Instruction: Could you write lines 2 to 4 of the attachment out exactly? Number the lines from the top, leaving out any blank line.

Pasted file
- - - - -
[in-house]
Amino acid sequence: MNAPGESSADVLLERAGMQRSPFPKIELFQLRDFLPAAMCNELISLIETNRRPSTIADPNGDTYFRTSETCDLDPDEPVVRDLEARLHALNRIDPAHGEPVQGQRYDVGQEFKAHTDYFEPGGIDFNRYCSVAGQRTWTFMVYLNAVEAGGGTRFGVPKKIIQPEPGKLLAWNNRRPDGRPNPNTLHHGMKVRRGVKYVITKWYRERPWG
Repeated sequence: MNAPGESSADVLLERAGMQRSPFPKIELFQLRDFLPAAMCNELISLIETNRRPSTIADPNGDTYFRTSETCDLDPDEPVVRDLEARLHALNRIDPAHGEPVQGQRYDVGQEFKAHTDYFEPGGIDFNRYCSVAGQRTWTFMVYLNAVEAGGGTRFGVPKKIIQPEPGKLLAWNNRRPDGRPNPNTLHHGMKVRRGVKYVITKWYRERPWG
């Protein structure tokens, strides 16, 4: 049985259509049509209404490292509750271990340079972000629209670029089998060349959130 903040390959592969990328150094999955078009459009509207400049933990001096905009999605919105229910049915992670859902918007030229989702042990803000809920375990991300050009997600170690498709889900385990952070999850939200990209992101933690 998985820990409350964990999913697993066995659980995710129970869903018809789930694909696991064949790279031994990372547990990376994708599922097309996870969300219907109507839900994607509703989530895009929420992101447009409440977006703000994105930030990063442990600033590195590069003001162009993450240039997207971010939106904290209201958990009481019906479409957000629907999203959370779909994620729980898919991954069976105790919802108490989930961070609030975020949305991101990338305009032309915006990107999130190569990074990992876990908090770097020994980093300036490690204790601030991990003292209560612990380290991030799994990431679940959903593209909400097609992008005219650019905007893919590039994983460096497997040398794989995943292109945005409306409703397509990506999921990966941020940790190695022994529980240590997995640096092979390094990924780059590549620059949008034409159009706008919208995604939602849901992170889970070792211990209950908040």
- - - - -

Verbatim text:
Amino acid sequence: MNAPGESSADVLLERAGMQRSPFPKIELFQLRDFLPAAMCNELISLIETNRRPSTIADPNGDTYFRTSETCDLDPDEPVVRDLEARLHALNRIDPAHGEPVQGQRYDVGQEFKAHTDYFEPGGIDFNRYCSVAGQRTWTFMVYLNAVEAGGGTRFGVPKKIIQPEPGKLLAWNNRRPDGRPNPNTLHHGMKVRRGVKYVITKWYRERPWG
Repeated sequence: MNAPGESSADVLLERAGMQRSPFPKIELFQLRDFLPAAMCNELISLIETNRRPSTIADPNGDTYFRTSETCDLDPDEPVVRDLEARLHALNRIDPAHGEPVQGQRYDVGQEFKAHTDYFEPGGIDFNRYCSVAGQRTWTFMVYLNAVEAGGGTRFGVPKKIIQPEPGKLLAWNNRRPDGRPNPNTLHHGMKVRRGVKYVITKWYRERPWG
């Protein structure tokens, strides 16, 4: 049985259509049509209404490292509750271990340079972000629209670029089998060349959130 903040390959592969990328150094999955078009459009509207400049933990001096905009999605919105229910049915992670859902918007030229989702042990803000809920375990991300050009997600170690498709889900385990952070999850939200990209992101933690 998985820990409350964990999913697993066995659980995710129970869903018809789930694909696991064949790279031994990372547990990376994708599922097309996870969300219907109507839900994607509703989530895009929420992101447009409440977006703000994105930030990063442990600033590195590069003001162009993450240039997207971010939106904290209201958990009481019906479409957000629907999203959370779909994620729980898919991954069976105790919802108490989930961070609030975020949305991101990338305009032309915006990107999130190569990074990992876990908090770097020994980093300036490690204790601030991990003292209560612990380290991030799994990431679940959903593209909400097609992008005219650019905007893919590039994983460096497997040398794989995943292109945005409306409703397509990506999921990966941020940790190695022994529980240590997995640096092979390094990924780059590549620059949008034409159009706008919208995604939602849901992170889970070792211990209950908040």